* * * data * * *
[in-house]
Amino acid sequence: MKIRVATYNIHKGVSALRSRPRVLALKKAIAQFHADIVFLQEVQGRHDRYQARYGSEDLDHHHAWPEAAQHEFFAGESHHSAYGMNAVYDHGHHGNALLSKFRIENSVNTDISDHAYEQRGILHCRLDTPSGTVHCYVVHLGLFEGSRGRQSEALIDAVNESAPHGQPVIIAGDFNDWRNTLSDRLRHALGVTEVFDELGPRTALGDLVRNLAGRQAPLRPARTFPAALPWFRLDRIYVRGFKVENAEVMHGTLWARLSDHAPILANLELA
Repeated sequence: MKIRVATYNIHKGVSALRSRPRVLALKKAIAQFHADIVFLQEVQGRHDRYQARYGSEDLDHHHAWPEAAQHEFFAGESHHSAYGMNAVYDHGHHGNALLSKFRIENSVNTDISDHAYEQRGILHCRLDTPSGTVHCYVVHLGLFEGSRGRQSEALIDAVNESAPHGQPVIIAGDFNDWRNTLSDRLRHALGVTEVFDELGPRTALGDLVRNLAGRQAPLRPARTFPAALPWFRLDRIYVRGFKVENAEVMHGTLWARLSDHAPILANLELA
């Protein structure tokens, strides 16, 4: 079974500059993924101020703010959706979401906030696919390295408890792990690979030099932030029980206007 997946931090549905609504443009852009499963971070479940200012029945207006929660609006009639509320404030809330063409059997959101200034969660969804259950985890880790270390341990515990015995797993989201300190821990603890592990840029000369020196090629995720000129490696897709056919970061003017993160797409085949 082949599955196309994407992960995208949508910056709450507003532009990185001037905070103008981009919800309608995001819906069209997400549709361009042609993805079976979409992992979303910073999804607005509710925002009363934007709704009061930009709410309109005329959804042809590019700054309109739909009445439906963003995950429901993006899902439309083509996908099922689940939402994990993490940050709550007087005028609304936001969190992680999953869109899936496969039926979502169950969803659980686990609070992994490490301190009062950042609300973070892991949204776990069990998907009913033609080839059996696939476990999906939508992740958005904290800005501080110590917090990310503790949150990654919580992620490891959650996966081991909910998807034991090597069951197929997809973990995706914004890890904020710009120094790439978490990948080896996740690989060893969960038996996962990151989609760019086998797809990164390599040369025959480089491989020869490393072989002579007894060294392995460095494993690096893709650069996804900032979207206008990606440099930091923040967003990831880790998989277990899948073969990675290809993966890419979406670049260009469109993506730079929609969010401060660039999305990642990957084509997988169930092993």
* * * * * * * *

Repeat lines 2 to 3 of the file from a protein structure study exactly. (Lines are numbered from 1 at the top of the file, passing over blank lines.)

Amino acid sequence: MKIRVATYNIHKGVSALRSRPRVLALKKAIAQFHADIVFLQEVQGRHDRYQARYGSEDLDHHHAWPEAAQHEFFAGESHHSAYGMNAVYDHGHHGNALLSKFRIENSVNTDISDHAYEQRGILHCRLDTPSGTVHCYVVHLGLFEGSRGRQSEALIDAVNESAPHGQPVIIAGDFNDWRNTLSDRLRHALGVTEVFDELGPRTALGDLVRNLAGRQAPLRPARTFPAALPWFRLDRIYVRGFKVENAEVMHGTLWARLSDHAPILANLELA
Repeated sequence: MKIRVATYNIHKGVSALRSRPRVLALKKAIAQFHADIVFLQEVQGRHDRYQARYGSEDLDHHHAWPEAAQHEFFAGESHHSAYGMNAVYDHGHHGNALLSKFRIENSVNTDISDHAYEQRGILHCRLDTPSGTVHCYVVHLGLFEGSRGRQSEALIDAVNESAPHGQPVIIAGDFNDWRNTLSDRLRHALGVTEVFDELGPRTALGDLVRNLAGRQAPLRPARTFPAALPWFRLDRIYVRGFKVENAEVMHGTLWARLSDHAPILANLELA